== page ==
Review: Disney Princess Tales of Courage and Kindness

As soon as I learned that yesterday's Ultimate Princess Celebration came with a free ebook, I scoured the internet to find and read it. Tales of Courage and Kindness contains 14 short stories that each feature a different official Disney Princess and two bonus stories that about Queens Anna and Elsa that take place after Frozen 2. The book's illustrated novella format reminds me of a two-book series I found many years ago called Once Upon a Princess, which retold each princess's story from her point of view. This book differs from that format in that it is told in the third person narrative, but the compilation of different princess stories accompanied by beautiful illustrations is still similar. Each short story is written by a different author and illustrated by a variety of artists, each with their own unique and colorful style.

Disney Princess Tales of Courage and Kindness book cover

There isn't much point in reviewing each short story individually when you can read them all for free online, so instead, I will go over some highlights and recurring themes. Each story does a beautiful job of capturing the spirit of the Disney Princesses as kind-hearted and rebellious young women who go out of their way help those around them, especially those who are outcasts or underprivileged. The stories reminded me of what was so great about Disney's animated Little Mermaid series, which contained similar themes. From Belle learning to communicate with a Moroccan ambassador despite the language barrier to Rapunzel creating a Braille star chart for a blind astronomer, each story emphasizes the princesses' desires to encourage tolerance of those who are different than them, a popular narrative in today's princess media. Though some of the stories included the princes in the background, none of them were focused on romance. Sometimes the lack of love stories in modern media bothers me, but that wasn't the case here because it was so nice to see my favorite female leads make new friends and form closer bonds with the few female sidekicks that already existed in their stories. One story that stood out in this respect was Pocahontas, who befriended three English sisters that settled near her village after John Smith left. John was the only English settler in her movie that she had any genuine contact with, so it made sense that she would meet others after he left and she remained in the village. It was an added treat for her to interact with female characters her own age besides Nakoma.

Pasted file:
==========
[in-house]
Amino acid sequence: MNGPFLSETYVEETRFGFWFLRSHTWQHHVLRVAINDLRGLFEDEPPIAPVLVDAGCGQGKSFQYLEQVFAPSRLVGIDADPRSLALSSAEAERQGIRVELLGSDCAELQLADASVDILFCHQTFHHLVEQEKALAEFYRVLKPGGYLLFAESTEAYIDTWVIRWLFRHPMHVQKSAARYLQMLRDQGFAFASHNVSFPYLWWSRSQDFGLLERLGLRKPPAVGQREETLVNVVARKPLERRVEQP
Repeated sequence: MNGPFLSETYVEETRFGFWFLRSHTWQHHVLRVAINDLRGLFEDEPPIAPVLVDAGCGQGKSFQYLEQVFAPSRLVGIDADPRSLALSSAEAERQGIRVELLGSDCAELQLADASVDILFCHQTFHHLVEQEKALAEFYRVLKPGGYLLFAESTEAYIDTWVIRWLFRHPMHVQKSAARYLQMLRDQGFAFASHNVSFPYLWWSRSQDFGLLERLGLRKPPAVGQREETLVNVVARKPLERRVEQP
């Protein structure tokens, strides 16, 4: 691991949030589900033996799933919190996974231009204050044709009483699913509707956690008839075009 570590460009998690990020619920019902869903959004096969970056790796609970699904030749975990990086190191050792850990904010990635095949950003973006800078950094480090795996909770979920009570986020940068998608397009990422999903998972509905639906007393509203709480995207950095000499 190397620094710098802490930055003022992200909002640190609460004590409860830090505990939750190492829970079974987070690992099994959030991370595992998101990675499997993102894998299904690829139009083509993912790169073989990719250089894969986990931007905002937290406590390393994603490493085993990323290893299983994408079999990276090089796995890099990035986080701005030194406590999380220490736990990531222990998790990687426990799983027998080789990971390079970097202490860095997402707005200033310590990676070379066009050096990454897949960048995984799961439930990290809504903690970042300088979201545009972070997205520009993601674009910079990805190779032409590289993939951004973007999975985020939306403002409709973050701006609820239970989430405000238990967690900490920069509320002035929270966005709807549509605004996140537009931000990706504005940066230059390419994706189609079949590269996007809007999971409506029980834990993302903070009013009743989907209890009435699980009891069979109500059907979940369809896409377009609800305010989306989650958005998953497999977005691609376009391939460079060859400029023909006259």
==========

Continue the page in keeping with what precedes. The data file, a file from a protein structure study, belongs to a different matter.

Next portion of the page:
Artistic illustration of Belle in her libraryPocahontas sketch illustration with the colors of the wind in the background